With over 60% of website traffic now originating from mobile devices, having a mobile-friendly website is no longer just an option, it is a necessity for any business looking to effectively reach today’s on-the-go consumers. However, creating an optimized mobile experience requires more than just squeezing your desktop site onto a small screen. There are key considerations around usability, functionality, and performance that warrant evaluation to provide users with a smooth and seamless journey tailored for their handheld devices. I outline the top 10 mobile-friendly website design tips business owners and developers alike should keep top of mind when looking to enhance overall user experience.
1. Design For The Device
Today’s consumers access the web through a wide variety of mobile devices, from small-screen smartphones to seven-inch tablets. Designing for the device means accounting for the unique display properties and functionality each presents. Most smartphones feature vertical, portrait mode screens between four to six inches measured diagonally. Tablets offer more real estate with screen sizes ranging from seven to over 12 inches. Understanding how interface elements render across formats, and appropriately scaling text size for comfortable readability are central to mobile site optimization.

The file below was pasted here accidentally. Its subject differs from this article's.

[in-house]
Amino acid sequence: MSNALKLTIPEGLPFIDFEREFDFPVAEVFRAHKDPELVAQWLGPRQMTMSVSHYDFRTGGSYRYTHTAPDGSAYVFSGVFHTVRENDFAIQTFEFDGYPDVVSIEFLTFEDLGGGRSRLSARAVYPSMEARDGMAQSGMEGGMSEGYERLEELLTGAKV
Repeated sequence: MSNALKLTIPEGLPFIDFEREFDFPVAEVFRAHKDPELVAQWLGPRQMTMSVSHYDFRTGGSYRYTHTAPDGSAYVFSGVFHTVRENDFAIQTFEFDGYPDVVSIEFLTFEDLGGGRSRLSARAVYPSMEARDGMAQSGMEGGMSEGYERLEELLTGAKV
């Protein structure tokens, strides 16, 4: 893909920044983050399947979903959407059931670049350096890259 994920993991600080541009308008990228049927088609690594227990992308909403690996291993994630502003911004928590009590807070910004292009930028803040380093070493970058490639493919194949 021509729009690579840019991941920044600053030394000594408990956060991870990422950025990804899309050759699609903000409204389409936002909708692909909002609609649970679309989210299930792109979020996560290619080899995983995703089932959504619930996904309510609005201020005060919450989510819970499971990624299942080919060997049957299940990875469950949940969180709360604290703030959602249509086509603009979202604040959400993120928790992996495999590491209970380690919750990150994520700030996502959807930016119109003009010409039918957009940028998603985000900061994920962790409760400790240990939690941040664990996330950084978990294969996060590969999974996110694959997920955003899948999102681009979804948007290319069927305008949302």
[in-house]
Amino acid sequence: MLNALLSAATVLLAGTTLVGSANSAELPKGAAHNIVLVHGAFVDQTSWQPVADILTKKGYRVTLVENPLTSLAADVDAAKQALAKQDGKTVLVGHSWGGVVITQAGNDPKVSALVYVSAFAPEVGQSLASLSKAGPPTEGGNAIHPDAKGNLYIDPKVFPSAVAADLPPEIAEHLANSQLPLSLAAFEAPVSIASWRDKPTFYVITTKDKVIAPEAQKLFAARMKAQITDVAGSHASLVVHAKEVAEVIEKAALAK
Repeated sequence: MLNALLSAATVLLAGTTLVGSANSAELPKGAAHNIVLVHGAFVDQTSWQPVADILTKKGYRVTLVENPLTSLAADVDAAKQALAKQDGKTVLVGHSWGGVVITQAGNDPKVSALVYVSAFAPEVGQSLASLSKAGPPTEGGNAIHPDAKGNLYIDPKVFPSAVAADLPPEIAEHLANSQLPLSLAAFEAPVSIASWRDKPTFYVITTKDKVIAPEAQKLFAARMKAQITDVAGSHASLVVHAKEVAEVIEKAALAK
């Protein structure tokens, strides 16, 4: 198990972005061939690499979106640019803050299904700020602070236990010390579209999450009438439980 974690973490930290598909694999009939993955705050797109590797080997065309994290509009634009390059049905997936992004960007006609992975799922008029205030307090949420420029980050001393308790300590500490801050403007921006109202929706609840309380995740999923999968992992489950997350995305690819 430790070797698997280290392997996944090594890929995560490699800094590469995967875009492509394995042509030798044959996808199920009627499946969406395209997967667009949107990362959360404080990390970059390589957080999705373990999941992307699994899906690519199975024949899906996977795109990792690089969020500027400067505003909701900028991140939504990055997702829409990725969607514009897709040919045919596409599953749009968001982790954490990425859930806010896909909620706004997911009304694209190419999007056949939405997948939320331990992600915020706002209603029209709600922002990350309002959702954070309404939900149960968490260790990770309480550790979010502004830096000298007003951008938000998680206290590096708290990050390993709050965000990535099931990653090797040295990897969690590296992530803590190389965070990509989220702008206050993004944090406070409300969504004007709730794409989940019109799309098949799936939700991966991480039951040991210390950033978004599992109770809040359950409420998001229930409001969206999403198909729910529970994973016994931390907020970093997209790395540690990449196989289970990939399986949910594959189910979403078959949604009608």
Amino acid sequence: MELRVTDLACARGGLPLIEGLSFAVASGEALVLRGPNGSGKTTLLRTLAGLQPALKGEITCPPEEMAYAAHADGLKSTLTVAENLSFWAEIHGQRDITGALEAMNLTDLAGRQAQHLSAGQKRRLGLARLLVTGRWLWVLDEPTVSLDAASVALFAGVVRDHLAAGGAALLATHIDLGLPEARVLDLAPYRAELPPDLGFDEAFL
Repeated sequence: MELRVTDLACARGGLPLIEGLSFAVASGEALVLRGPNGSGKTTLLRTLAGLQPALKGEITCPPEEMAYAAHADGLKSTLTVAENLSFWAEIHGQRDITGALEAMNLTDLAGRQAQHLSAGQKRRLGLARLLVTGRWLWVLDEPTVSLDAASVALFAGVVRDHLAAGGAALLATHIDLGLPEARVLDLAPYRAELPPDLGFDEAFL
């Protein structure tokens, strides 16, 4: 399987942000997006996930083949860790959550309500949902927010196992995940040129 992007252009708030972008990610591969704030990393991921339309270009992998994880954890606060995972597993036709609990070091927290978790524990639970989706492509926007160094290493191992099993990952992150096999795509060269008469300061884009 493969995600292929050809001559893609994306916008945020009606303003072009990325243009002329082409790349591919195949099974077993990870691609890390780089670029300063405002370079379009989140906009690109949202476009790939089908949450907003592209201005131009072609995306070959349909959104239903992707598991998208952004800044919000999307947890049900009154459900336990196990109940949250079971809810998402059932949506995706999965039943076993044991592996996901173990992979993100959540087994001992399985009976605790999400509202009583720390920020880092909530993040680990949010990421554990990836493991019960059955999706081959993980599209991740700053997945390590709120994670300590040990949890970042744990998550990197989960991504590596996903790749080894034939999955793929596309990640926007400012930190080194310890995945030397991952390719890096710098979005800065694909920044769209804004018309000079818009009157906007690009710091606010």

2. Highlight Your Calls-To-Action
Driving conversion is the primary goal of most business websites. On mobile sites, clear calls-to-action (CTAs) are essential for users to easily take intended actions like making a purchase, downloading content, or submitting a form. CTAs should stand out visually using high-contrast colors, borders, and whitespace to differentiate from surrounding content. Ensure CTAs are prioritized “above the fold” without excessive scrolling needed to find them. Apply rankings, with your most important CTA, like “Add to Cart” appearing before secondary actions.
3. Reduce Forms
Completion of web forms is significantly more tedious on mobile devices, especially when typing on tiny touchscreen keypads. Every field you ask users to fill out increases abandonment likelihood. Strip down forms to just essential information, using smart defaults where possible, like auto-detecting a user’s location to prefill city and state. Allow users to scan credit cards rather than painstakingly enter long card numbers. Replace dropdowns with taps to select options for faster choice-making. Apply client-side validation upon field exit rather than after full form submission to provide real-time error messaging Specific to phones, ensure forms scale responsively for easy viewing and interaction in vertical orientation.
4. Use Images Cautiously
Visually rich web designs degrade the mobile experience when not optimized for smaller viewports. High-resolution images require extensive downloading that is exponentially slower over cellular networks compared to WiFi, resulting in excessive page load times. Determine must-have imagery, scaling assets appropriately so they don’t consume full device width. Set explicit image dimensions in HTML rather than relying on auto-resizing for faster rendering. Compress file sizes as much as possible without losing quality. Replace generic stock photos with custom images directly relevant to your offering for a more memorable impact. And provide useful alt-text descriptions for accessibility across users of all abilities.